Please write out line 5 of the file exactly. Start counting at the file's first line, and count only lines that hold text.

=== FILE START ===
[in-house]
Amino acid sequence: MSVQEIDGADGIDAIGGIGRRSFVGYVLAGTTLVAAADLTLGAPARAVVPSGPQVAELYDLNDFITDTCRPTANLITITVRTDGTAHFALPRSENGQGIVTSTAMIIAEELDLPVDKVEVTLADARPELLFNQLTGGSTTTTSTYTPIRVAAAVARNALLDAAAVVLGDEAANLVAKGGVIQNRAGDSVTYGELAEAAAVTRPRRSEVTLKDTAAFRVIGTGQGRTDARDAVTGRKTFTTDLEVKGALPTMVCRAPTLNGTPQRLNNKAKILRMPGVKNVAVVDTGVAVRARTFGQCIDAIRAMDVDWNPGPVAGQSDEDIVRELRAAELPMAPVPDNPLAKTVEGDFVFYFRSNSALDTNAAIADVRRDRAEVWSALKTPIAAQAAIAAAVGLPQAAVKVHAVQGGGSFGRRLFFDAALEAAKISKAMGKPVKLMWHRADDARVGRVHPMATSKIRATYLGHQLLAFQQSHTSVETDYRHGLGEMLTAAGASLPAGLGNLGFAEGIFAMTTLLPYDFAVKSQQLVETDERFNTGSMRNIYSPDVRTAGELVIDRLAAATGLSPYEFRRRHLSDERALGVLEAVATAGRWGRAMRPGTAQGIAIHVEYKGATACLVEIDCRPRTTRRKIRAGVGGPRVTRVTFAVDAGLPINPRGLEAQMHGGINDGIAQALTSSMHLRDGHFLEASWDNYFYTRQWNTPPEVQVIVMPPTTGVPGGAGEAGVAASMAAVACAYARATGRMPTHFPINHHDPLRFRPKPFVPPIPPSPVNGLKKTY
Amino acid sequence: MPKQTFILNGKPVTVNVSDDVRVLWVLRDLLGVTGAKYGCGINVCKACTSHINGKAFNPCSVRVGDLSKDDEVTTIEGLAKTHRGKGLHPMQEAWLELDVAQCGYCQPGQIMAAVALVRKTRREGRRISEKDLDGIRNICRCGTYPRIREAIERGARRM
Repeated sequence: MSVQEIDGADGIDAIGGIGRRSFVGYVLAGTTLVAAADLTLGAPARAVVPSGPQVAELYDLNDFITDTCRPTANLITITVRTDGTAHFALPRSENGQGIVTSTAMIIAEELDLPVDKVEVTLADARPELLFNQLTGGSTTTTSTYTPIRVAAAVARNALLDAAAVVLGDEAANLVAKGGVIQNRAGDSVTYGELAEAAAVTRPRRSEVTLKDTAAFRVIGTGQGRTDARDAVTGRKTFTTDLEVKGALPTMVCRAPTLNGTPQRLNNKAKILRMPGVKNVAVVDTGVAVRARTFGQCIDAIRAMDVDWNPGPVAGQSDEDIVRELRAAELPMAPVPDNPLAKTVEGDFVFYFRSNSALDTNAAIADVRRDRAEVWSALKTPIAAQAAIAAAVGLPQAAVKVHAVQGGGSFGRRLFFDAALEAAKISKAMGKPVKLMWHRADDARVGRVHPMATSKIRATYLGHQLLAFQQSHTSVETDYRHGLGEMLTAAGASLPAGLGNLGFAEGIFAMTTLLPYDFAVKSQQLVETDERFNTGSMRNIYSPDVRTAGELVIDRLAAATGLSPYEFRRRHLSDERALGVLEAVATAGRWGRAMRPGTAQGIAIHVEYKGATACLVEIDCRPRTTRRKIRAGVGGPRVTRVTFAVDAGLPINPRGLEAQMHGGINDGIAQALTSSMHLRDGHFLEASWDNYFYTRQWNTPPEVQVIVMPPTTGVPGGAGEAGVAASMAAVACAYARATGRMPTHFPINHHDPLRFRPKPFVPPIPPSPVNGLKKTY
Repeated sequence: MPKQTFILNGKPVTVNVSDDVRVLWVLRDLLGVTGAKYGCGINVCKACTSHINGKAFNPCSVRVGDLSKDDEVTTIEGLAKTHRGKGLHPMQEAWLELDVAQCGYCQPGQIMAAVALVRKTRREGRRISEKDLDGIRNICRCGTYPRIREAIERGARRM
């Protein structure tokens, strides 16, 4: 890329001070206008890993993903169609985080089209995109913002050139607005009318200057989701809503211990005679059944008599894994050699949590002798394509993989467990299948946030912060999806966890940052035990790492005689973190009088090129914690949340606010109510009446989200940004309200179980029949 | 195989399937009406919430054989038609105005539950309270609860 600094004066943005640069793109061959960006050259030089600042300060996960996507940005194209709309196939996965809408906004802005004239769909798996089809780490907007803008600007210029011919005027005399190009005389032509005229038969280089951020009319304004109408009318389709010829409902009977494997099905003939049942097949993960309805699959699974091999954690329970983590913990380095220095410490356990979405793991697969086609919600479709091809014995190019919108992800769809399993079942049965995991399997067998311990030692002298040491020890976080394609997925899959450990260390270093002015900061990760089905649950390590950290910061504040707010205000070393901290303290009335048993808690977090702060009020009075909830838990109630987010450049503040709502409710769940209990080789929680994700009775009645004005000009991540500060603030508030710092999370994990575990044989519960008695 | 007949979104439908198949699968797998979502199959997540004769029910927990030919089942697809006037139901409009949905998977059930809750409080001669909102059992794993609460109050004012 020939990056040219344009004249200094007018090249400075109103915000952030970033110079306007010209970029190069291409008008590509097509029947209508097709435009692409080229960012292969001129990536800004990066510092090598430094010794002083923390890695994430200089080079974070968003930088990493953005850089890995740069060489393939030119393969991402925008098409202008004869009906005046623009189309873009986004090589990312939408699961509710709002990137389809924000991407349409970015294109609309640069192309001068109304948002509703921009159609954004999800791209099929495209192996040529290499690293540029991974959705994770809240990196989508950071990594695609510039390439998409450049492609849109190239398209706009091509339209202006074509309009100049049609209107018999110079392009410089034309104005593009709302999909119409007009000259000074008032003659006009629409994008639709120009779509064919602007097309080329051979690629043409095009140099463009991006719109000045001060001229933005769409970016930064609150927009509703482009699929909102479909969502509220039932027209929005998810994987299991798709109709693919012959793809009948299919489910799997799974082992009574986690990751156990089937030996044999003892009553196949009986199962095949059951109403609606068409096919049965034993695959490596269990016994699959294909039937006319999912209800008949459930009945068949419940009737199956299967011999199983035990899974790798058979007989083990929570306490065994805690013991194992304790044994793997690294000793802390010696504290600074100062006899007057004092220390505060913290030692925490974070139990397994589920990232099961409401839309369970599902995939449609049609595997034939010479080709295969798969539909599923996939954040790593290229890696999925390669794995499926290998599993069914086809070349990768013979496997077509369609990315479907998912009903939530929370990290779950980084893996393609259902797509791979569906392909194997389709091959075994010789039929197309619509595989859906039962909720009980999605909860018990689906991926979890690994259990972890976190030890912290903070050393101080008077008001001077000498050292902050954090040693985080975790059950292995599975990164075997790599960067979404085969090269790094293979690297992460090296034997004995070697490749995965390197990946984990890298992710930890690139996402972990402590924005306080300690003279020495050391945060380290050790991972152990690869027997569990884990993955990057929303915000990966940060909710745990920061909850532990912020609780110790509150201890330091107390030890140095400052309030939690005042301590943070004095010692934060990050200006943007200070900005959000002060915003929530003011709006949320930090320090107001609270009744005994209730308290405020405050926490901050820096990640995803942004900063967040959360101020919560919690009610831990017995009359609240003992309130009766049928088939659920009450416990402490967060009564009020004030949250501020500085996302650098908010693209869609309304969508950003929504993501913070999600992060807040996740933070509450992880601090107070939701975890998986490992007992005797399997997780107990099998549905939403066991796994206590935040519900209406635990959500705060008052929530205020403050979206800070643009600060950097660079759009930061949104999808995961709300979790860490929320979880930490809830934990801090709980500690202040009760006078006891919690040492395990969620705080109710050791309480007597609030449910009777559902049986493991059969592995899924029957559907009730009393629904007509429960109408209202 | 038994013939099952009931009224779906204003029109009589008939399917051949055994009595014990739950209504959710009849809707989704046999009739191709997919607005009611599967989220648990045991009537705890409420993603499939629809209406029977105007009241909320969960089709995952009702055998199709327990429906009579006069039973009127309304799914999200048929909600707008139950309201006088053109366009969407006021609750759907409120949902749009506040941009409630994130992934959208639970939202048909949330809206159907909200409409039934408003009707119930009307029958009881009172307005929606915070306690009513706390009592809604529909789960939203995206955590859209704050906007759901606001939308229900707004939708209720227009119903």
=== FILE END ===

Repeated sequence: MPKQTFILNGKPVTVNVSDDVRVLWVLRDLLGVTGAKYGCGINVCKACTSHINGKAFNPCSVRVGDLSKDDEVTTIEGLAKTHRGKGLHPMQEAWLELDVAQCGYCQPGQIMAAVALVRKTRREGRRISEKDLDGIRNICRCGTYPRIREAIERGARRM